August 7, the Ostrander City Council held a regular meeting, with all members in attendance (Stephanie Start, Dan Hellerud, DJ Start, Vernon Thompson, Mayor Pam Kunert, and City Clerk Wendy Brincks). The main topic discussed was citizens’ concerns about tap water that is rusty and/or foul-smelling.
Brian Malm, of Bolton & Menk Inc., shared basic information about how and why cities sometimes have such issues with the water, as well as options that may help solve the problem. He stated, “As the council had requested, we did some testing on the water, related to the iron complaints that you’ve been getting.” He explained that several residences, plus the city’s “raw” water (from the well) and “finished” water (from the treatment plant) were tested. He shared information from a letter he’d sent to the city, which stated, in part, “Iron is not a regulated contaminant and does not pose a public health risk… While it is possible to construct centralized filtration systems to remove iron, most cities do not… simply due to the cost, which would be several million dollars and would not be eligible for any type of state/federal funding due to the fact that iron does not pose a health risk.”
Malm then summarized the testing results, showing that the raw water ranged from .23 to .32 mg/l (and this is within the historical normal levels for Ostrander’s raw water). The finished water tested at .32 mg/l. The residences ranged between .28 mg/l to 1.91 mg/l. The letter stated, “These results tell us that the high iron levels in the homes with the complaints are likely coming from iron sediment deposits, either in the watermains or in the homes themselves.” Malm stated that next year’s planned replacement of some watermain in the city will likely help, and that more frequent flushing of the lines may help also. He voiced an understanding of the frustrations of citizens who are having rusty water issues in their homes.
Rick Whitney of Peopleservice showed a small jar of very dark water that was collected after the most recent flushing this summer. He talked about the chlorine levels in the city’s water, and described the delicate balance in trying to find a level high enough to provide safe water but low enough to avoid over-oxidizing and/or a chlorine taste to the water. He summarized that he agreed with Malm that the planned installation of some new water main, and possibly more flushing, appear to be the best options for addressing Ostrander’s current water concerns.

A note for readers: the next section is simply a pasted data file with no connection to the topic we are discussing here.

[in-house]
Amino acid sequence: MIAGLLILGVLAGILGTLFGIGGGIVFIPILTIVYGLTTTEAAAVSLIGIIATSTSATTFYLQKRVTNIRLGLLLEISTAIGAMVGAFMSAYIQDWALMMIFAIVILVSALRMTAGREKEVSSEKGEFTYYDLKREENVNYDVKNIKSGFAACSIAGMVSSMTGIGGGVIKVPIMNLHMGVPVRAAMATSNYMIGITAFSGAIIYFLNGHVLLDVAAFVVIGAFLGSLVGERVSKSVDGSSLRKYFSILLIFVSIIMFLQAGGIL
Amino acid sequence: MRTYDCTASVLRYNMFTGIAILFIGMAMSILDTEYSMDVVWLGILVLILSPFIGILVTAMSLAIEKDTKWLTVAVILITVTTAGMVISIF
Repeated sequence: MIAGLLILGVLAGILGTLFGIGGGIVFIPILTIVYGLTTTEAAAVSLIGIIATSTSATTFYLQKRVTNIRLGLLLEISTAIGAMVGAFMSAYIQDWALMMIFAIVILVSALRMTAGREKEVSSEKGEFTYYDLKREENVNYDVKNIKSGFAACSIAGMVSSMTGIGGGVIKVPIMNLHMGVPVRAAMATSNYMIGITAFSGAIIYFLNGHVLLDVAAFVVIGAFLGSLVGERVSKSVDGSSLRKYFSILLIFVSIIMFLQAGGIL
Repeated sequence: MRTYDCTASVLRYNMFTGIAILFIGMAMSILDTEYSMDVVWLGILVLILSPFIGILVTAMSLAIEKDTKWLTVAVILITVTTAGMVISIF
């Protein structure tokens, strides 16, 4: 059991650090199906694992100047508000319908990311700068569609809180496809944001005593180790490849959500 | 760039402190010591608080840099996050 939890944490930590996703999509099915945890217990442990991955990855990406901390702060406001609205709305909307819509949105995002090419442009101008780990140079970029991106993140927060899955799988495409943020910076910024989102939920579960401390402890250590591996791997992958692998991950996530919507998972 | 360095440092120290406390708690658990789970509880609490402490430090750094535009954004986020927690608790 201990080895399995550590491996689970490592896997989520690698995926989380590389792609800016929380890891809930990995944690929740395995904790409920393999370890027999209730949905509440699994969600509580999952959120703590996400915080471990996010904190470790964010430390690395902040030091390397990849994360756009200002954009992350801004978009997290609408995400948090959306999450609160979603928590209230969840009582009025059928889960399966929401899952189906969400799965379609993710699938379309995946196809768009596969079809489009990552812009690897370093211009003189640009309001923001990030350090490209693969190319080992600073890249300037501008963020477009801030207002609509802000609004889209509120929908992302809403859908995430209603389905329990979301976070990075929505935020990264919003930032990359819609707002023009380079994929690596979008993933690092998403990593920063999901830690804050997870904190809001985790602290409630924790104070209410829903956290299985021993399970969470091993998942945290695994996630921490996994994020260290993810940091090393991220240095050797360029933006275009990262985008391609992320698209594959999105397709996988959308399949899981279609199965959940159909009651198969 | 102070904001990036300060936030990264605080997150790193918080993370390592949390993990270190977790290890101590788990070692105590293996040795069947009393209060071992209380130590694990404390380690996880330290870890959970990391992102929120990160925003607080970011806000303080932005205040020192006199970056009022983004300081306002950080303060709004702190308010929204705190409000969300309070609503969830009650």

Several citizens were in attendance to voice their frustrations about the ongoing problems with the water in their homes. They described a strong “rotten egg smell” and said the water is significantly orange, and that this has been the situation for over a year. One citizen stated that the water in her home is so orange that after she showers, she looks as if she has a “bad spray tan.” The council voted to approve having flushing done biweekly by Peopleservice (Rick Whitney).
Brian Malm addressed the council regarding the proposed flood plain ordinance. He explained that the city would need to adopt such an ordinance in order to qualify for low-priced flood insurance. He added that due to regulations and resulting costs, it’s unlikely that anyone would build within the area designated as within the 100-year floodplain, but that he recommends the city adopt a flood plain ordinance. The council chose to schedule a public hearing on the issue, to be held at 6:30 p.m. on September 3, immediately prior to next council meeting.
Malm discussed the “construction walk-through” related to the recent infrastructure project. He shared a list of issues and concerns to be addressed, and council members added a few concerns they would like to have checked or fixed before the project is considered complete. Malm will address these with the contractor.
The council reviewed the only bid that had been submitted for the city’s police cruiser. The bid was for $10,750, and the council voted to accept it. The council discussed the issue of some trees at the park, which are infested with insects. The council discussed the costs of treating and/or removing the trees, and chose to wait until spring to address the issue, if still needed. The next regular meeting of the city council will be September 3 at 6:30 p.m., beginning with a public hearing on the flood plain ordinance proposal.